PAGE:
The firm ride doesn't really go with the E550's light steering, which doesn't demand much effort when turning the wheel. Turn-in response is quick and natural, but there's little feedback, and large bumps jiggle the steering wheel some.
On the plus side, the E550 feels planted in corners. It's low-slung, which helps, and there's very little body roll.
Like other Mercedes cars, the Cabriolet has a way of making the cruising experience serene. You can take the E550 up to 70 mph, but it hardly feels like it's making an effort. It seems to be saying, "Is that all you got? I can do this all day." There's a substantialness to the car that's reminiscent of Mercedes' S-Class full-size sedan.
There is one glaring issue with the convertible, and that's shudder in the body. It's not so excessive that I wouldn't recommend this car because of it, but there's more than I was expecting.
The E550 Cabriolet's cabin is similar to the sedan's, an interior that garnered praise in a recent Cars.com luxury sedan faceoff. It features materials quality and an attention to detail that's expected in this class but sometimes not delivered. The center of the dash is a little busy-looking, with its multitude of buttons, but the rest of it has that timeless Mercedes design that should age well.
The leather-covered front seats have firm, supportive cushions, and apart from some mild soreness near my hips, I was comfortable after a three-hour drive. My E550 had the optional multicontour seats, which add adjustable air bladders in the front seats for tailored lumbar support and side-bolster width.
The front seats also have some of the longest seat cushions I've ever seen. The cushions stretched nearly all the way to the back of my knees (I'm 6-foot-1) and provided quite a bit of welcome thigh support. If you'd rather have less, the multicontour seats include an adjustment for the driver.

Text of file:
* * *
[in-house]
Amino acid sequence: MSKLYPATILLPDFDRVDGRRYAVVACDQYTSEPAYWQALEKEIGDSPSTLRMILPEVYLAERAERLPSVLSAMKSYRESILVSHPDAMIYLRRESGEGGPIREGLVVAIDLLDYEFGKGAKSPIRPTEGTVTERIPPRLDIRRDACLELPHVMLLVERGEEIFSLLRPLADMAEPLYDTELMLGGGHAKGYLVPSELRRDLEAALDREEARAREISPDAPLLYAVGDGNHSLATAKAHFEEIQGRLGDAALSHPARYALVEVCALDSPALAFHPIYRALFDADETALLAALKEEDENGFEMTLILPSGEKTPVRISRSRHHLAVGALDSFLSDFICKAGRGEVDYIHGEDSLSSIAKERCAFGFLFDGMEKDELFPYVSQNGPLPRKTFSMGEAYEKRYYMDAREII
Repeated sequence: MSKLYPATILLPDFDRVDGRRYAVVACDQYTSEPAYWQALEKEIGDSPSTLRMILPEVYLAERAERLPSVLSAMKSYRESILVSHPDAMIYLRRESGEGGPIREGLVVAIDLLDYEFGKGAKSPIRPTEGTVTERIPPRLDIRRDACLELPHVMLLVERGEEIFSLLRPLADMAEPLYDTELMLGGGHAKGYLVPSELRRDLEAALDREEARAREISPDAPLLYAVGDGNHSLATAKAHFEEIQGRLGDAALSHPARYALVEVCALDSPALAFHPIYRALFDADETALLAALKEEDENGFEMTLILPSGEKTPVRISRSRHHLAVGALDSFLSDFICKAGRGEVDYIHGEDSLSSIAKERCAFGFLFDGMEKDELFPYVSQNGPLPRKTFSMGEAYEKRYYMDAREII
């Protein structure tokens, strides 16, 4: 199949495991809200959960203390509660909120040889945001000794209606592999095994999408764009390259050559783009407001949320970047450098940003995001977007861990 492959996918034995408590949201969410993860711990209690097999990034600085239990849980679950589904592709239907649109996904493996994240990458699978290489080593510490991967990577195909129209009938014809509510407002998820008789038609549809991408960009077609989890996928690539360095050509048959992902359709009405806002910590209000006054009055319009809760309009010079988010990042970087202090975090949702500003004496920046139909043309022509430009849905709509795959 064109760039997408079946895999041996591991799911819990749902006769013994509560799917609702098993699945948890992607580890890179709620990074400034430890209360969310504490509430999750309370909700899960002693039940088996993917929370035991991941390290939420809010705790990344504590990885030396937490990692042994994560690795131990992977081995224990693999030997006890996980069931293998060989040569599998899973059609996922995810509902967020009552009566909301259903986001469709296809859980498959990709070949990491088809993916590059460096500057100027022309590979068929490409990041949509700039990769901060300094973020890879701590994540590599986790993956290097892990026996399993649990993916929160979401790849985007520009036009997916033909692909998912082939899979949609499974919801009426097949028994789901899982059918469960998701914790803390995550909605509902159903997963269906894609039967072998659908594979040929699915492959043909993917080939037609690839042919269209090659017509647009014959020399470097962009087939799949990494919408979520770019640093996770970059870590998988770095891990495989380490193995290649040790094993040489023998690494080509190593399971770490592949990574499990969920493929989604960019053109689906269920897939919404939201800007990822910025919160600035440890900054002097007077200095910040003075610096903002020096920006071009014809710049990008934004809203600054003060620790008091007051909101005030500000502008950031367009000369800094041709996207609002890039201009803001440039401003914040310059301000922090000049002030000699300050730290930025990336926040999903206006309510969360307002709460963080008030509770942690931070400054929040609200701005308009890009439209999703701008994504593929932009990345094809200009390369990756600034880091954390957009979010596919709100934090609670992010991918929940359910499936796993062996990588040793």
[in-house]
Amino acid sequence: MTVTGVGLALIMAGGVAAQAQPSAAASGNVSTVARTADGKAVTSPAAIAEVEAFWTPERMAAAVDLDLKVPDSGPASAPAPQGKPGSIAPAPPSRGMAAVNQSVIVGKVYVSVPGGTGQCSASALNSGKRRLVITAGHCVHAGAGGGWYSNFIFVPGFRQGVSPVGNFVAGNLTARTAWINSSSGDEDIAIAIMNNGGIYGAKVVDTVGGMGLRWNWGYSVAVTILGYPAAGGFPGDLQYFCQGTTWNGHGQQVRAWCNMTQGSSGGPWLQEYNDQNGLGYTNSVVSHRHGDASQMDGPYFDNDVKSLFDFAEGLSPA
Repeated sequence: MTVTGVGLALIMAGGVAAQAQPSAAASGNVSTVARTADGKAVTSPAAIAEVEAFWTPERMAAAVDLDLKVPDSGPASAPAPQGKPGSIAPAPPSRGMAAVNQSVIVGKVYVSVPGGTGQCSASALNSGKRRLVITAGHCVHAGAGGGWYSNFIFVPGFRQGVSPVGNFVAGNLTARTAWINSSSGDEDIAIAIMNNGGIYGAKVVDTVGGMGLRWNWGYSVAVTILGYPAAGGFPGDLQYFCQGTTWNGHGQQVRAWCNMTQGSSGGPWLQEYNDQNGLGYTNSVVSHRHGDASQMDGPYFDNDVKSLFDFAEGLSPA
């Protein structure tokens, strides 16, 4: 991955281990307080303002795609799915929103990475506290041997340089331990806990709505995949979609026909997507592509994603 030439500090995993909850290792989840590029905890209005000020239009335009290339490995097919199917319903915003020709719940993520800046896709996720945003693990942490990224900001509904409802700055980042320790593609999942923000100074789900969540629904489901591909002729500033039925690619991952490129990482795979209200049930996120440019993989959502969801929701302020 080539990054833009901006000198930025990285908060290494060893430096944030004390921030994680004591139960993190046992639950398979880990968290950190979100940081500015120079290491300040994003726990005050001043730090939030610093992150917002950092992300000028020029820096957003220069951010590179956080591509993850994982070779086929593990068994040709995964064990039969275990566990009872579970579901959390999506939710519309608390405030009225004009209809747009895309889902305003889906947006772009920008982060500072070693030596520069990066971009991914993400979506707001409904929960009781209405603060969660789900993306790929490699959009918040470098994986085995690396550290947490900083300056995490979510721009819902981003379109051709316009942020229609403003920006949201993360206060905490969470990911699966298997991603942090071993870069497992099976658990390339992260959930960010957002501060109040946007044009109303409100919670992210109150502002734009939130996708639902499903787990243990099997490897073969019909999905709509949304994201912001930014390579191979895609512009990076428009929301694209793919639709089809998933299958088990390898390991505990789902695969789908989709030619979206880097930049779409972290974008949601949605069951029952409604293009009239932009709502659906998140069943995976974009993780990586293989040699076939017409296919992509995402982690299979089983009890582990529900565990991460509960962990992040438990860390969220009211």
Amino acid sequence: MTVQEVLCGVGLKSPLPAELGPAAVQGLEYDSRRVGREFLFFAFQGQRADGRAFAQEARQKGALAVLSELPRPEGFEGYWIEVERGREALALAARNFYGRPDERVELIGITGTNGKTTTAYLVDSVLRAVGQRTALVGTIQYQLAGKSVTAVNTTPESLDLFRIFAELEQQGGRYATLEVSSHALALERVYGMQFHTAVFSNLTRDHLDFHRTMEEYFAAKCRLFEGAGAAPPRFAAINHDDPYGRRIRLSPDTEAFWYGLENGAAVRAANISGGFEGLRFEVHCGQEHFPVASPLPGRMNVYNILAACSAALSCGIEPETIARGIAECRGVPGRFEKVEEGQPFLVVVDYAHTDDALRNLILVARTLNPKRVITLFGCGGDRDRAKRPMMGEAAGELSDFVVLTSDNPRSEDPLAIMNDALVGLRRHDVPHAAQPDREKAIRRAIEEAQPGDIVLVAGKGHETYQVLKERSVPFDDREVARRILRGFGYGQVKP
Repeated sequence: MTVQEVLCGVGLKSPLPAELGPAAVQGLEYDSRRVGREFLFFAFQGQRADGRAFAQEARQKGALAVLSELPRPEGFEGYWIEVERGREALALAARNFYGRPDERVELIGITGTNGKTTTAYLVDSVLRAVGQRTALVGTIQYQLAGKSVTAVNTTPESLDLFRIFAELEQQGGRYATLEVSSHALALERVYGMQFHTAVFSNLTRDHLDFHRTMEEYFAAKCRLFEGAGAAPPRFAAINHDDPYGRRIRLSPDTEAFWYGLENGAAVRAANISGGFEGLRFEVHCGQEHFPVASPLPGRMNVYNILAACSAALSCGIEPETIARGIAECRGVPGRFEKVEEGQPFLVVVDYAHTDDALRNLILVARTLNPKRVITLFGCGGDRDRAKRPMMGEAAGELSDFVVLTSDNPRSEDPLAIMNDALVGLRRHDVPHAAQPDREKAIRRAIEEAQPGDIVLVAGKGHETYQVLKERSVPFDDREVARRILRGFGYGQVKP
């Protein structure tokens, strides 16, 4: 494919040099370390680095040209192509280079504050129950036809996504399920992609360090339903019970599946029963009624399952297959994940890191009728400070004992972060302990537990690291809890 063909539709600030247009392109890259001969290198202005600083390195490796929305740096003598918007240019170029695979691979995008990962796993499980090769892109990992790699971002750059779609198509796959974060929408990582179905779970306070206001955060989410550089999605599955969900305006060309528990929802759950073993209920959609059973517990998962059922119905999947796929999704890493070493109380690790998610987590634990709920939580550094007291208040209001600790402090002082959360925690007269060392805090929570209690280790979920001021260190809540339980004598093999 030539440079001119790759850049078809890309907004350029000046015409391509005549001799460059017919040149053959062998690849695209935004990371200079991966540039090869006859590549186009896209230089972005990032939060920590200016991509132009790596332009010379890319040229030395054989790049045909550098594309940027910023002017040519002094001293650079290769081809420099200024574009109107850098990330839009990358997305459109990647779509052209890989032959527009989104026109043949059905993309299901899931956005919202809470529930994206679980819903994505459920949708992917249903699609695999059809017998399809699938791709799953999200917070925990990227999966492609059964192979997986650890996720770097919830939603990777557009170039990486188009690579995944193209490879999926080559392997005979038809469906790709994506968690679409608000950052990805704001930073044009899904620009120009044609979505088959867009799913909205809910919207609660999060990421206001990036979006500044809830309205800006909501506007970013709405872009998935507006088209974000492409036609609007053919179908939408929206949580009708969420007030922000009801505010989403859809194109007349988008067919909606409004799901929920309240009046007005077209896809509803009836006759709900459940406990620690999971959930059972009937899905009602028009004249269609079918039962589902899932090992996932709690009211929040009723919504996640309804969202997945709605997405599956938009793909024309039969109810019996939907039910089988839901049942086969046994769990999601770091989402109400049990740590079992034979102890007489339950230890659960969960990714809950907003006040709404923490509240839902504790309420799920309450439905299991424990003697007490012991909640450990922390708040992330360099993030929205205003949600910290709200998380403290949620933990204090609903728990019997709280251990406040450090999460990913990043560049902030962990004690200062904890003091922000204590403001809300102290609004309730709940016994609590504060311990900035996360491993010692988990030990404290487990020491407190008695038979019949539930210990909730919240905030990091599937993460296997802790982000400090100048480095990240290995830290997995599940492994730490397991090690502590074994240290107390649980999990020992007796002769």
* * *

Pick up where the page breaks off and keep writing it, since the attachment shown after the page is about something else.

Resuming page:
The convertible has two rear seats separated by a cupholder console. The seats are decently sized, but the rear of the cabin is short on legroom, and passengers other than small children might need to bum some space by getting their compatriots up front to move their seats forward.
The trunk measures 11.5 cubic feet, but if you want to lower the top you'll have to pull down a partition from the upper part of the cargo area that reduces total trunk space to 8.8 cubic feet.
The partition is taller than ones in other convertibles, meaning that it takes up valuable trunk height -- so much that I wasn't able to fit my small suitcase in the trunk with the partition lowered (it wasn't a problem at all with the partition out of the way).
The E550 Cabriolet comes standard with numerous airbags. They include front-seat side-impact airbags, side curtain airbags up front that deploy from the doors, pelvic airbags for the front occupants, and a driver's knee airbag. Side-impact airbags for the rear seats are optional.
Also standard are antilock brakes, an electronic stability system, active front head restraints, pop-up roll bars and Mercedes' Pre-Safe system. Using sensors in the brake assist and stability systems, Pre-Safe aims to better prepare occupants for an impending collision by cinching the front seat belts, adjusting the front passenger seat for better seat belt and airbag orientation, and closing the side windows. The optional Distronic Plus adaptive cruise control system includes Pre-Safe Brake, which automatically brakes the convertible if a car in front of it slows or stops suddenly, and it prepares the brakes for full stopping power the moment you press the brake pedal. If you don't brake hard enough, an audio-visual warning will ensue.
Attention Assist, a technology designed to detect when a driver becomes drowsy and activate alerts, is also standard.
E550 Cabriolet in the market
The E550 Cabriolet starts at $64,800, and the as-tested price of our test car was $74,910 with options. That may seem like an extravagant sum -- until you look at the convertible's two primary competitors: the BMW 650i convertible and Jaguar XK convertible, both of which start at more than $85,000. There's no question these two cars are luxurious, powerful and stylish, but so is the E550 -- and for a whole lot less. I didn't think I'd ever say this about a Mercedes-Benz, but against these competitors, it's actually the value choice.